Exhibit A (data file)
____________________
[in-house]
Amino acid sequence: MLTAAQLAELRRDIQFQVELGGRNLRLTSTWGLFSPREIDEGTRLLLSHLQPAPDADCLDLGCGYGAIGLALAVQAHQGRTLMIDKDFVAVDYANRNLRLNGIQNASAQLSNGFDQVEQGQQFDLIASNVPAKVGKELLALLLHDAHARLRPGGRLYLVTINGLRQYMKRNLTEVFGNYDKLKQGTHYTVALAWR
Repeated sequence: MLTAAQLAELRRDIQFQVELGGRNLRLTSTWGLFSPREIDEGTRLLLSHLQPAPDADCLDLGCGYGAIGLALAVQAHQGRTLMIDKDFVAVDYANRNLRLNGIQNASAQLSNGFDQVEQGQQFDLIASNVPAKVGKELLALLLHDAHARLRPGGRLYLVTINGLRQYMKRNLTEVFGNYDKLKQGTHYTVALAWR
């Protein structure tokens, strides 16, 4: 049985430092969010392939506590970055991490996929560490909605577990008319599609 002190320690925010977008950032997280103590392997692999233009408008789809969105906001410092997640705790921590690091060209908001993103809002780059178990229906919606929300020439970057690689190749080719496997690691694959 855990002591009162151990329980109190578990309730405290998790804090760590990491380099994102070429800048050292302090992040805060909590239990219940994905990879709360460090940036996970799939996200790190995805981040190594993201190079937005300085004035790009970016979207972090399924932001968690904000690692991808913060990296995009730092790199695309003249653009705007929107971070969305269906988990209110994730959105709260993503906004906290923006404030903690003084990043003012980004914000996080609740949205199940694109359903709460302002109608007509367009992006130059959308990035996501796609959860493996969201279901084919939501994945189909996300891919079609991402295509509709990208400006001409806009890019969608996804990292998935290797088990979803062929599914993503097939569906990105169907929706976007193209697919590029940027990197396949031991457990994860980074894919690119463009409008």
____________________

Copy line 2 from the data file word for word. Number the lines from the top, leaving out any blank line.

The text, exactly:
Amino acid sequence: MLTAAQLAELRRDIQFQVELGGRNLRLTSTWGLFSPREIDEGTRLLLSHLQPAPDADCLDLGCGYGAIGLALAVQAHQGRTLMIDKDFVAVDYANRNLRLNGIQNASAQLSNGFDQVEQGQQFDLIASNVPAKVGKELLALLLHDAHARLRPGGRLYLVTINGLRQYMKRNLTEVFGNYDKLKQGTHYTVALAWR